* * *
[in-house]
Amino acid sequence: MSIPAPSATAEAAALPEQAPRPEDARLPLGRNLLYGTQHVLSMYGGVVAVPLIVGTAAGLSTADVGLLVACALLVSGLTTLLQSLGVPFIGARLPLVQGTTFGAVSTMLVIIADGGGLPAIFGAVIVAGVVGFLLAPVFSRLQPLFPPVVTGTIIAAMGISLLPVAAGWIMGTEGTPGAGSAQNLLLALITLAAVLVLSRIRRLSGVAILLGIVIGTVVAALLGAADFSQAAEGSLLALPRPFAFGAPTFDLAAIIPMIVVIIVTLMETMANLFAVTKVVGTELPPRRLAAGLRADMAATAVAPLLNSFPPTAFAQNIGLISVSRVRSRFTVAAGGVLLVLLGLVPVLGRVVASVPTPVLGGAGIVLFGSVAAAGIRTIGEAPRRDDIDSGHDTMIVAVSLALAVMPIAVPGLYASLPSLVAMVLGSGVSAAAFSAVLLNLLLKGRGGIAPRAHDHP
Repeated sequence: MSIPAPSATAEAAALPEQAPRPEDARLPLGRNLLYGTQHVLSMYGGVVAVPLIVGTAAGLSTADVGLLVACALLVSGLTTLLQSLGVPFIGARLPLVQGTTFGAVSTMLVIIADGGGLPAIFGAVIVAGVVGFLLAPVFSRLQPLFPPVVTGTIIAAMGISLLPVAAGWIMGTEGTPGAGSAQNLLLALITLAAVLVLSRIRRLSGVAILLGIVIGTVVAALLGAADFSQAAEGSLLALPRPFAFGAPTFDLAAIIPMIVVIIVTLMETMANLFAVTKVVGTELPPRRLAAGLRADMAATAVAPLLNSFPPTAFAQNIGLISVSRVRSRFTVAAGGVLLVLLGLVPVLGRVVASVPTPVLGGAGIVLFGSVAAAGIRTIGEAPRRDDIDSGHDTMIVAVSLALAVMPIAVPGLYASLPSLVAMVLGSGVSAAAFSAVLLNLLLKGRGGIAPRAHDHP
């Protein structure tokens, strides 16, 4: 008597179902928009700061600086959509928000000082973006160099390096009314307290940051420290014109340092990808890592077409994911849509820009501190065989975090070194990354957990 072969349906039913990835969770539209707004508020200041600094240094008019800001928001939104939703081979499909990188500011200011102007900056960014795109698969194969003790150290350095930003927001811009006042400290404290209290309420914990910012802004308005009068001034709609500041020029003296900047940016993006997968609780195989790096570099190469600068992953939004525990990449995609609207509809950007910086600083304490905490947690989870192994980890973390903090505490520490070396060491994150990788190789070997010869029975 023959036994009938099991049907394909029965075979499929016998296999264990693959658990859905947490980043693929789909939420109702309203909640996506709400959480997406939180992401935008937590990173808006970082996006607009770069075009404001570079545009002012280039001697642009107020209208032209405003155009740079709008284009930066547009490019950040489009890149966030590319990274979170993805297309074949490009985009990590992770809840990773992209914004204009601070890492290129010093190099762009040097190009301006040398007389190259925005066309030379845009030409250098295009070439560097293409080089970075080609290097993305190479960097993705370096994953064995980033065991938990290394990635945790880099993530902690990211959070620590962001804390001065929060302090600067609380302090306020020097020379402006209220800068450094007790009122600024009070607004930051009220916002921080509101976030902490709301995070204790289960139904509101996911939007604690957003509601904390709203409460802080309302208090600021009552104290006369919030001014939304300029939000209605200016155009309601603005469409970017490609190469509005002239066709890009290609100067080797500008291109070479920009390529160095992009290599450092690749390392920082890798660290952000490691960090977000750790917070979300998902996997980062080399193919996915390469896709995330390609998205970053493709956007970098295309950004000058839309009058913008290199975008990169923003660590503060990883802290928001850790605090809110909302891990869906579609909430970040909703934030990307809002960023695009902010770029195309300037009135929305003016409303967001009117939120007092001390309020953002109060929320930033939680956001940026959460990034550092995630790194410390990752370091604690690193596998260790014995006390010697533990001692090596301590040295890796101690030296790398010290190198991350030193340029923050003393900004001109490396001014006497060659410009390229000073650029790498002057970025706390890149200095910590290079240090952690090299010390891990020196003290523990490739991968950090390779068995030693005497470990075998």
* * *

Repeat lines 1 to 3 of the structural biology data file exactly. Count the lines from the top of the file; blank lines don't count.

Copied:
[in-house]
Amino acid sequence: MSIPAPSATAEAAALPEQAPRPEDARLPLGRNLLYGTQHVLSMYGGVVAVPLIVGTAAGLSTADVGLLVACALLVSGLTTLLQSLGVPFIGARLPLVQGTTFGAVSTMLVIIADGGGLPAIFGAVIVAGVVGFLLAPVFSRLQPLFPPVVTGTIIAAMGISLLPVAAGWIMGTEGTPGAGSAQNLLLALITLAAVLVLSRIRRLSGVAILLGIVIGTVVAALLGAADFSQAAEGSLLALPRPFAFGAPTFDLAAIIPMIVVIIVTLMETMANLFAVTKVVGTELPPRRLAAGLRADMAATAVAPLLNSFPPTAFAQNIGLISVSRVRSRFTVAAGGVLLVLLGLVPVLGRVVASVPTPVLGGAGIVLFGSVAAAGIRTIGEAPRRDDIDSGHDTMIVAVSLALAVMPIAVPGLYASLPSLVAMVLGSGVSAAAFSAVLLNLLLKGRGGIAPRAHDHP
Repeated sequence: MSIPAPSATAEAAALPEQAPRPEDARLPLGRNLLYGTQHVLSMYGGVVAVPLIVGTAAGLSTADVGLLVACALLVSGLTTLLQSLGVPFIGARLPLVQGTTFGAVSTMLVIIADGGGLPAIFGAVIVAGVVGFLLAPVFSRLQPLFPPVVTGTIIAAMGISLLPVAAGWIMGTEGTPGAGSAQNLLLALITLAAVLVLSRIRRLSGVAILLGIVIGTVVAALLGAADFSQAAEGSLLALPRPFAFGAPTFDLAAIIPMIVVIIVTLMETMANLFAVTKVVGTELPPRRLAAGLRADMAATAVAPLLNSFPPTAFAQNIGLISVSRVRSRFTVAAGGVLLVLLGLVPVLGRVVASVPTPVLGGAGIVLFGSVAAAGIRTIGEAPRRDDIDSGHDTMIVAVSLALAVMPIAVPGLYASLPSLVAMVLGSGVSAAAFSAVLLNLLLKGRGGIAPRAHDHP